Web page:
Our firm understands first hand how important estate planning is. Jonathan unfortunately lost his father in high school and his mother while in his first year of law school. His father's estate was not well planned and several heirlooms were lost, property was sold and the remainder was almost lost to the state by a negligent attorney. Thankfully, his mothers estate was more carefully planned as real property was put into a life estate, a trust for minors was established by the will and funded by her life insurance, while her retirement accounts transferred via beneficiary designations allowing for deferred taxation. Though both deaths were untimely and caused Jonathan to take on responsibilities of managing a farm and taking care of his elderly grandmother, it helped him realize the importance of having a well designed estate plan. He has one for his daughter and believes you should too.
1. Arrange guardianship and care for minors If you have children who are still under 18 and are considered your dependents, a will or estate plan can help prepare for their future. Without the appropriate estate plan, your children may be placed with someone you don’t prefer or even in the foster care system should you and your spouse pass away. An estate plan can make sure that your children are cared for by a family member or designated guardian who you trust. Further a trust for minors can help provide for any children should you pass away prematurely.
2. Make sure your assets go to the right people Even if you have a will, without a complete estate plan, some of your assets may be funneled through the probate process. This means there will be higher probate taxes and some of your specific gifts may be sold off. By creating an estate plan, you can structure the distribution of your assets however you want.
3. Plan your personalized healthcare if you are in an accident Estate plans can also provide for your end-of-life care with a healthcare proxy or a healthcare power of attorney. These documents predetermine your wishes about your end-of-life treatment preferences should you be unable to make these decisions on your own from an accident or disability. This document allows you to name someone you trust to make decisions in such a circumstance.
4. Plan for management of your assets. Are you particular about your financial and investment accounts, family home, business or farm. Do you want to protect what you’ve built for later generations. We are available to serve as your fiduciary to ensure your legacy endures.
5. Arrange Trusts Trusts are separate legal entities (like businesses ) that may contain assets that are managed by trustees for the benefit of your beneficiaries. These accounts can manage complex investments and real estate or special circumstances like taking care of a minor child or someone with special needs or just handle routine functions like avoiding probate and keeping family affairs private.
6. Designate an Executor An executor a person or professional you trust to take care of your estate when you pass. The executor is named in the Will and has the responsibility of dividing all property appropriately and make sure it is given to the correct person and that all debts are paid in the correct order in accordance to the courts rules. Additional accounting and inventory forms may be required as well, if they are not waived.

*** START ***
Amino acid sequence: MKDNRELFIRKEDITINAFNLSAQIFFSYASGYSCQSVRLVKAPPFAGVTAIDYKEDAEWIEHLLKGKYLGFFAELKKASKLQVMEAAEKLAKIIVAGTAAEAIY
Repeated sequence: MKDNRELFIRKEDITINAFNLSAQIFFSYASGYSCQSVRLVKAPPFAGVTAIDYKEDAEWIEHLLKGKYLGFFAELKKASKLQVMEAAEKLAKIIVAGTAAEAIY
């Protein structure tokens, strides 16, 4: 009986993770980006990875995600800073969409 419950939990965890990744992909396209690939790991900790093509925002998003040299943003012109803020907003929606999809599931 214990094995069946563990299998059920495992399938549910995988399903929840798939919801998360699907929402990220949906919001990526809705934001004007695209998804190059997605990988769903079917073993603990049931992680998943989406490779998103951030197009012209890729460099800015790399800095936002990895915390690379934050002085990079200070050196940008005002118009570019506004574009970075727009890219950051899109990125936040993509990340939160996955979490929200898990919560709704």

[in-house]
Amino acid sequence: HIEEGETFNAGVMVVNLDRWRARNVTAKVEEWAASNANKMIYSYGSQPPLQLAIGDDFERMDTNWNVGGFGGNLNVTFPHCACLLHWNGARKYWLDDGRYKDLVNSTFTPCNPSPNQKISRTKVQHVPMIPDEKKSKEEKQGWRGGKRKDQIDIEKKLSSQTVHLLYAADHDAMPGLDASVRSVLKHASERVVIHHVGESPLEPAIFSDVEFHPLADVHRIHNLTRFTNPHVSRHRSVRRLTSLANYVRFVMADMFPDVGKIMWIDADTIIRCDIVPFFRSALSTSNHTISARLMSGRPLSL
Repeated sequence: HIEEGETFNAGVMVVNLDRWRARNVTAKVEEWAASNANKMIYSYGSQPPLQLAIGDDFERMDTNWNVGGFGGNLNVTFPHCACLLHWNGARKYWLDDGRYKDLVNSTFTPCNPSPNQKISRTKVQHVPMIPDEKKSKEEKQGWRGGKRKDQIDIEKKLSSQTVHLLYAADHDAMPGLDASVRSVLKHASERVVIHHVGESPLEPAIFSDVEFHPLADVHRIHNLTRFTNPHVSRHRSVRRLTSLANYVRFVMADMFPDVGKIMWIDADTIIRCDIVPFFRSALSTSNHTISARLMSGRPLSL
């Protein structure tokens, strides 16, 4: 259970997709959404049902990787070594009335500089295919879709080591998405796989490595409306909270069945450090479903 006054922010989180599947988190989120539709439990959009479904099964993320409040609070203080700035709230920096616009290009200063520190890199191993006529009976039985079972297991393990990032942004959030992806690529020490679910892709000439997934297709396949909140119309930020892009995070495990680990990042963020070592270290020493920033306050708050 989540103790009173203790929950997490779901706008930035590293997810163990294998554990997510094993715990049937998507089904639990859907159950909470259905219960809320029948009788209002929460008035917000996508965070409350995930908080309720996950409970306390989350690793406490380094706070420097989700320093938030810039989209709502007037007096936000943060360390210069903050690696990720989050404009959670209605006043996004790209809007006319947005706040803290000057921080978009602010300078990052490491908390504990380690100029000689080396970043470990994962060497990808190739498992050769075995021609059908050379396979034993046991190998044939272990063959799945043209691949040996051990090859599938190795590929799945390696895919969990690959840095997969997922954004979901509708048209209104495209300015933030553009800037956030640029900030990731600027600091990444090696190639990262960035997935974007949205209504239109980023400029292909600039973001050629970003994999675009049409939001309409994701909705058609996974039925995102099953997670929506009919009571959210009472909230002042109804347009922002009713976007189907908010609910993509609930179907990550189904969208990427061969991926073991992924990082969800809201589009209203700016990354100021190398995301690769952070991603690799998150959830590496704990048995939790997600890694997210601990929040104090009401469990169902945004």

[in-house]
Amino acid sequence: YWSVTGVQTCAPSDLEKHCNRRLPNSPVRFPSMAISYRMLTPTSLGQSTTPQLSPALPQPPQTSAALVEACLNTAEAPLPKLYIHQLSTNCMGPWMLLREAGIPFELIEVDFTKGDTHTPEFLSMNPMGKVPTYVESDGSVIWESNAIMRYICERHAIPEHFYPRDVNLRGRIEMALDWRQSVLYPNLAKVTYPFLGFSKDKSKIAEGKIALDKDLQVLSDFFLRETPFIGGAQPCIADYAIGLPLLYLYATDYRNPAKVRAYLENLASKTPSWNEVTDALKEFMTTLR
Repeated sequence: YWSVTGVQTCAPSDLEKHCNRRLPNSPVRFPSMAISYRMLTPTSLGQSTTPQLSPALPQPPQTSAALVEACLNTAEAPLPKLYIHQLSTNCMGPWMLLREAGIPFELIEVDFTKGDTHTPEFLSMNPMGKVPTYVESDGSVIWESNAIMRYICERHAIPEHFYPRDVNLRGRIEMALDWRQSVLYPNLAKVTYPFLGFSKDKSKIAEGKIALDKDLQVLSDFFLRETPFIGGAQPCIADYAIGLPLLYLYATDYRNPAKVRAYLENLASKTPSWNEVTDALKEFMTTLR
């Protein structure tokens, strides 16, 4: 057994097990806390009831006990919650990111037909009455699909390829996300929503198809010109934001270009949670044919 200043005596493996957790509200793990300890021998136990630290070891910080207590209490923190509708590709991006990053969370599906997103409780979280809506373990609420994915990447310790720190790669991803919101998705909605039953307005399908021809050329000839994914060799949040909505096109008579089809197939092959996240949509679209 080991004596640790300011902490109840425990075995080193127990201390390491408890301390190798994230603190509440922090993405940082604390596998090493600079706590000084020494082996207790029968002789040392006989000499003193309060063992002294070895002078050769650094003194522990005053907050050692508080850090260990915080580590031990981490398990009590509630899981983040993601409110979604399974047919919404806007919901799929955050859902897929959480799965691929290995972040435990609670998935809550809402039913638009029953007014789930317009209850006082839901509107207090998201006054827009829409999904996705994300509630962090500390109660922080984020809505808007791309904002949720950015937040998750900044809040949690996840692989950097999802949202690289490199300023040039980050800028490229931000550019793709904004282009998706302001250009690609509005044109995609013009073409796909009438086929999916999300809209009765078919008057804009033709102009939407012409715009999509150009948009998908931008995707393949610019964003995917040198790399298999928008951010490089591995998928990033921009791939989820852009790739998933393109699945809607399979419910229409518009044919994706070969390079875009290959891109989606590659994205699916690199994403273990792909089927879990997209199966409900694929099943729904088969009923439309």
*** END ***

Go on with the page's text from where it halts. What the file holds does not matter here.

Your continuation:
7. Business Succession Planning If you own a business, you will want to make a plan to either pass your business on to a child, a key employee or another buyer or risk losing all you’ve built. A business succession plan can take care of all of these arrangements and ensure that you have placed the future of the company you worked hard to build into the hands of a trusted heir.
8. Asset Protection Planning If you pass away in debt, creditors may try to come after your assets and use them to repay some of the debts that you have accumulated. Our team can help you arrange for asset protection through a variety of different asset protection techniques including trusts and LLC’s. Don’t lose family heirlooms in a debt collection action.
When you retain our legal team for our specialized estate planning services we take you through a simple step-by-step process outlined below:
Information Collection - We schedule a meeting to discuss your objectives, goals, current situation and review any existing documents. We need to know if you're a homeowner, business owner, single, married with children, previously married, or have adopted children or special needs children among other questions. Each circumstance requires a specific solution.
Recommendations - We prepare a priority list of recommendations regarding documents, naming fiduciaries, setting beneficiary designations, titling property and other preparations.
Document Preparation and Review - We will prepare your documents and send you drafts for review to make sure we get everything right. Below are some common documents as well as more specialized products.
Basic Estate Planning Documents:
Specialized Estate Planning Documents:
Document Execution - The final step is executing your documents. We will schedule a time for you to come in to have your final copies signed, witnessed, notarized and recorded.
Instructions - We send with your plan a customized set of instructions for you and your fiduciaries including a list of all documents, assets, liabilities, accounts, advisors etc. so that we may minimize the burden on your loved ones.
If you need help handling and administering an estate or trust, we can help.
Each situation requires a unique and personalized solution. Some folks need the bare minimum while others need a business succession plan. We will have an appropriate solution for your situation. Contact Us at 540-319-4111 or Info@TarrisLaw.com